The economic slowdown is beginning to reflect in the salary hikes of India Inc. The average salary increase in 2020 is projected to be 9.1 per cent, the lowest in a decade, according to the 24th edition of Aon Plc’s annual salary increase survey. In 2018 and 2019, companies increased average salary by 9.5 per cent and 9.3 per cent, respectively. After the financial crisis of 2008, the average hike had slumped to 6.6 per cent.
The projected increase for 2020 is lower than the average salary hike that graduates of top Business schools have managed at around 12 per cent.
The good news, however, is that despite gross domestic product (GDP) growth estimates getting revised downward, the average salary increase for 2020 will be only 20 basis points lower than that of the previous year.
Moreover, double-digit salary increments have not vanished entirely. While the average for the country has come down, 39 per cent of the companies are still willing to give double-digit salary increases in 2020.
This year’s number is in keeping with the long-term trend. “The trend over the years has been downward. Up to 2011, the average salary increment was in high double digits. Between 2012 and 2016, it was at 10 per cent plus, and in recent years, it has come down to the 9 per cent plus mark,” said Tzeitel Fernandes, partner and head of rewards solutions, India, Aon. She added they witnessed a mood of caution among firms this year.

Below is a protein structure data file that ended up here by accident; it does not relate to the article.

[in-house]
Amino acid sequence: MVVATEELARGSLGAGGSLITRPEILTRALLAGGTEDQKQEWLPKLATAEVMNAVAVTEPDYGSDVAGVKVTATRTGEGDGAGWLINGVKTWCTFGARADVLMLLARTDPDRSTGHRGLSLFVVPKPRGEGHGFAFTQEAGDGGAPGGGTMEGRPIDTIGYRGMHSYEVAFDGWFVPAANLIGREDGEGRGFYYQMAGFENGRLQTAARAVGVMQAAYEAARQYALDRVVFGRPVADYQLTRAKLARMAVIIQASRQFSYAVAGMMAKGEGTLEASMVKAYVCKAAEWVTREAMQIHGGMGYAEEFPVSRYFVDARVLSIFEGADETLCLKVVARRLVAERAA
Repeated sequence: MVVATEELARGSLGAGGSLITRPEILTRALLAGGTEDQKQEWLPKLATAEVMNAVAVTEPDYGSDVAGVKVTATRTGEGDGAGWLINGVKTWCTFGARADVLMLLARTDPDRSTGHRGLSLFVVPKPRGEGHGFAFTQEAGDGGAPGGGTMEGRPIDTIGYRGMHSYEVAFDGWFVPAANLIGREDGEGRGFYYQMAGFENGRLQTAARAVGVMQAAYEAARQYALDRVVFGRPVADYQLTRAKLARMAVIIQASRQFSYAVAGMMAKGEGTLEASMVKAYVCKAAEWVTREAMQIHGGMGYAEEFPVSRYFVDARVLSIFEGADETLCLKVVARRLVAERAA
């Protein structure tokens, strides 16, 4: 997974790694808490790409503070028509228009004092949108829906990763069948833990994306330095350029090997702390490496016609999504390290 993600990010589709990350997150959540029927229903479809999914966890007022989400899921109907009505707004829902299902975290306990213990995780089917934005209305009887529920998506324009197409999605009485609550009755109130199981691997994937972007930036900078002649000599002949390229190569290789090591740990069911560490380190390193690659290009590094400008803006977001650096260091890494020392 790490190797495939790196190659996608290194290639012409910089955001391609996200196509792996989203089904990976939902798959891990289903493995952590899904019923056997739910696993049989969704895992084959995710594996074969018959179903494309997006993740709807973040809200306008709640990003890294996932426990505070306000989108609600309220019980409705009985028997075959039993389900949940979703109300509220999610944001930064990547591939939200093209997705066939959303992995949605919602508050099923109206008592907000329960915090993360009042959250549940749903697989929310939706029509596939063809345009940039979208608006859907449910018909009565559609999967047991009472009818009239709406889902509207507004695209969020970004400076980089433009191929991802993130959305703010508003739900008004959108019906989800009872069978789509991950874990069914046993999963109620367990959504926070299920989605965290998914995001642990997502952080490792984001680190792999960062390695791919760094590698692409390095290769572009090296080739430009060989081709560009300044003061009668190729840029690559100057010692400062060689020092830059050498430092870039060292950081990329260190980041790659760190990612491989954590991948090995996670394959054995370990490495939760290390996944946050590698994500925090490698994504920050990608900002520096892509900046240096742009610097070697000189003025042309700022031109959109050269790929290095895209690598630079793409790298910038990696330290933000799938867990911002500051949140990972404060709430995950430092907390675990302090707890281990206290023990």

The survey by Aon, a global professional services firm, covered more than 1,000 companies, across more than 20 industries. The firms were split equally between manufacturing and service sectors.
The mood within India Inc, though a little jaded than last year, is not completely downbeat. One question posed in the survey was whether respondents saw their businesses improving, stabilising, or declining.
In 2020, 92 per cent of the firms still said they saw their businesses improving or stabilising (the figure was 97 per cent for 2019). “Despite the economy softening and certain amount of caution coming in, an overwhelming majority of firms still say they are likely to do as well, if not better, in 2020 compared to 2019,” said Fernandes.
Another trend that is evident is that the range in salary increases across sectors has narrowed. In 2020, e-commerce, early-stage, and professional-services organisations plan to offer an average 10 per cent increase, while the logistics/transportation sector intends to offer the lowest increase of 7.6 per cent.
“Prior to 2011, booming sectors like IT-ITeS, telecom, retail, and financial services pulled the India average up. Now we are seeing convergence in increases across sectors. This usually happens in a more mature business ecosystem. Most sectors are now operating within the same average range,” said Navneet Rattan, director-performance and rewards, Aon.
With budgets coming down, pay at risk (or average variable pay as a percentage of the total fixed pay) is on the rise. It was 15.2 per cent in 2018 and rose to 16.1 per cent in 2019. It was the highest for senior management (23.4 per cent) and lowest for junior management (11.4 per cent). Among sectors, financial services topped the chart at 18.7 per cent.
“Services sector companies tend to have more mature performance management systems, and hence tend to be more aggressive on variable pay,” said Rattan.